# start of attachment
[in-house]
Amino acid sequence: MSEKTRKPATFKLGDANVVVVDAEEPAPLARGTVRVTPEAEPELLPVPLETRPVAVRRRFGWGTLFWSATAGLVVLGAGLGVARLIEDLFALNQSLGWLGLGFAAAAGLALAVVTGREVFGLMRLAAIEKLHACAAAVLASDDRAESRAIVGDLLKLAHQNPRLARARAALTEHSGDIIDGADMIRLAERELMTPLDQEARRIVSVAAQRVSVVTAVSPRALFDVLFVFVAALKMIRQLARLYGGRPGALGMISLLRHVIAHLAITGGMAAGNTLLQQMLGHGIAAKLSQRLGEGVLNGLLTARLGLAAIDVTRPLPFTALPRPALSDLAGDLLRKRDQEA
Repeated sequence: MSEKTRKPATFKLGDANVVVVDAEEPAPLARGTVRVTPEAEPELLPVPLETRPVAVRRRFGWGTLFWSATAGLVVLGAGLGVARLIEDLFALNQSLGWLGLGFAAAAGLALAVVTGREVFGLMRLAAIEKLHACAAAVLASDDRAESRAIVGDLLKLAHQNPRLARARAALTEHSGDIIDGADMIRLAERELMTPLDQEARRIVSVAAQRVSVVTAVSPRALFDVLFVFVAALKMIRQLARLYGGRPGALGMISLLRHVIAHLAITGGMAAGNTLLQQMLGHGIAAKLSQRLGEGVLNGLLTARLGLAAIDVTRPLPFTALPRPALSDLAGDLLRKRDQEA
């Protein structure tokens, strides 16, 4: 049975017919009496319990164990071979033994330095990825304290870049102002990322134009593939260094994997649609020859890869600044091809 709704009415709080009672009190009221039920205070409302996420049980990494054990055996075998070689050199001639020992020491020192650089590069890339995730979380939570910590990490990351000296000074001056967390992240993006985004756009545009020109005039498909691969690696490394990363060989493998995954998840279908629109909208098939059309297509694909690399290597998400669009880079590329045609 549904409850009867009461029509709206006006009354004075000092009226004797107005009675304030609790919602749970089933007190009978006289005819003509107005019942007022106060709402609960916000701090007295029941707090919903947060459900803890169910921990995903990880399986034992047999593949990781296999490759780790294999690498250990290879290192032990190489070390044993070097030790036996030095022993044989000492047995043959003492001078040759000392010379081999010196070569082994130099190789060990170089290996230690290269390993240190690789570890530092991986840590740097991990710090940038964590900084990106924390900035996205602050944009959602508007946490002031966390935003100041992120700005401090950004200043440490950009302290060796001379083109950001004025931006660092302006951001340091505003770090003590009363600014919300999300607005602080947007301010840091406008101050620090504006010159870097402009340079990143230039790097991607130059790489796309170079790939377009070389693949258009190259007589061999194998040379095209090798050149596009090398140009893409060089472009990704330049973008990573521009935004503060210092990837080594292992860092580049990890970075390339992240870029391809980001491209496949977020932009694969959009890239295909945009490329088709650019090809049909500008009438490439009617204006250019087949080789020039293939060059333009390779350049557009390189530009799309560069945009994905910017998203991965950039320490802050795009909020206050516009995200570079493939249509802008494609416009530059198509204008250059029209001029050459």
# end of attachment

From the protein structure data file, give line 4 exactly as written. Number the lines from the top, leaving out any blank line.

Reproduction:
């Protein structure tokens, strides 16, 4: 049975017919009496319990164990071979033994330095990825304290870049102002990322134009593939260094994997649609020859890869600044091809 709704009415709080009672009190009221039920205070409302996420049980990494054990055996075998070689050199001639020992020491020192650089590069890339995730979380939570910590990490990351000296000074001056967390992240993006985004756009545009020109005039498909691969690696490394990363060989493998995954998840279908629109909208098939059309297509694909690399290597998400669009880079590329045609 549904409850009867009461029509709206006006009354004075000092009226004797107005009675304030609790919602749970089933007190009978006289005819003509107005019942007022106060709402609960916000701090007295029941707090919903947060459900803890169910921990995903990880399986034992047999593949990781296999490759780790294999690498250990290879290192032990190489070390044993070097030790036996030095022993044989000492047995043959003492001078040759000392010379081999010196070569082994130099190789060990170089290996230690290269390993240190690789570890530092991986840590740097991990710090940038964590900084990106924390900035996205602050944009959602508007946490002031966390935003100041992120700005401090950004200043440490950009302290060796001379083109950001004025931006660092302006951001340091505003770090003590009363600014919300999300607005602080947007301010840091406008101050620090504006010159870097402009340079990143230039790097991607130059790489796309170079790939377009070389693949258009190259007589061999194998040379095209090798050149596009090398140009893409060089472009990704330049973008990573521009935004503060210092990837080594292992860092580049990890970075390339992240870029391809980001491209496949977020932009694969959009890239295909945009490329088709650019090809049909500008009438490439009617204006250019087949080789020039293939060059333009390779350049557009390189530009799309560069945009994905910017998203991965950039320490802050795009909020206050516009995200570079493939249509802008494609416009530059198509204008250059029209001029050459």